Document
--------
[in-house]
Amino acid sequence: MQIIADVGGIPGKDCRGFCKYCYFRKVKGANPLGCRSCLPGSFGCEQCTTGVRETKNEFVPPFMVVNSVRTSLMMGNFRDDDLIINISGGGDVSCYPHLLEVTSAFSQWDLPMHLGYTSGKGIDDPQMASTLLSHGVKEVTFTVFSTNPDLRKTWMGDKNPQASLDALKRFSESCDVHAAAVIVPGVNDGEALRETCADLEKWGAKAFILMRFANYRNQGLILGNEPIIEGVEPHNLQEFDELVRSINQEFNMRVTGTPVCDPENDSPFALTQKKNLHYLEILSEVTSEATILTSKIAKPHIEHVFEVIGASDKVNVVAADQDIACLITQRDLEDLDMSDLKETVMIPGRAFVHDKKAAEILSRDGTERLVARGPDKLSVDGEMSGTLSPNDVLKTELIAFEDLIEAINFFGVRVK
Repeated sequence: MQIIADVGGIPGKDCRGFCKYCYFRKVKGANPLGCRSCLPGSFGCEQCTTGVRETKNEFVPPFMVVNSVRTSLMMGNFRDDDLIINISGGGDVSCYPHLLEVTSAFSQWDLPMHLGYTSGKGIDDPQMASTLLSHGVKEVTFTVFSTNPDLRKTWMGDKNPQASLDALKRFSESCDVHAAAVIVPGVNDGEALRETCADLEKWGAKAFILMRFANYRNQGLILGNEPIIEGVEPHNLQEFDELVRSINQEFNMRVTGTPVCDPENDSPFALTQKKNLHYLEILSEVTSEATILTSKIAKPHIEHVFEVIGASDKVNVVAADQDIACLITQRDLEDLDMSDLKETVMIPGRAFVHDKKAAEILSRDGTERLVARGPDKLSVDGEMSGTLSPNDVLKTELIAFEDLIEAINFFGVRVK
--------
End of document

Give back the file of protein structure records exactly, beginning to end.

[in-house]
Amino acid sequence: MQIIADVGGIPGKDCRGFCKYCYFRKVKGANPLGCRSCLPGSFGCEQCTTGVRETKNEFVPPFMVVNSVRTSLMMGNFRDDDLIINISGGGDVSCYPHLLEVTSAFSQWDLPMHLGYTSGKGIDDPQMASTLLSHGVKEVTFTVFSTNPDLRKTWMGDKNPQASLDALKRFSESCDVHAAAVIVPGVNDGEALRETCADLEKWGAKAFILMRFANYRNQGLILGNEPIIEGVEPHNLQEFDELVRSINQEFNMRVTGTPVCDPENDSPFALTQKKNLHYLEILSEVTSEATILTSKIAKPHIEHVFEVIGASDKVNVVAADQDIACLITQRDLEDLDMSDLKETVMIPGRAFVHDKKAAEILSRDGTERLVARGPDKLSVDGEMSGTLSPNDVLKTELIAFEDLIEAINFFGVRVK
Repeated sequence: MQIIADVGGIPGKDCRGFCKYCYFRKVKGANPLGCRSCLPGSFGCEQCTTGVRETKNEFVPPFMVVNSVRTSLMMGNFRDDDLIINISGGGDVSCYPHLLEVTSAFSQWDLPMHLGYTSGKGIDDPQMASTLLSHGVKEVTFTVFSTNPDLRKTWMGDKNPQASLDALKRFSESCDVHAAAVIVPGVNDGEALRETCADLEKWGAKAFILMRFANYRNQGLILGNEPIIEGVEPHNLQEFDELVRSINQEFNMRVTGTPVCDPENDSPFALTQKKNLHYLEILSEVTSEATILTSKIAKPHIEHVFEVIGASDKVNVVAADQDIACLITQRDLEDLDMSDLKETVMIPGRAFVHDKKAAEILSRDGTERLVARGPDKLSVDGEMSGTLSPNDVLKTELIAFEDLIEAINFFGVRVK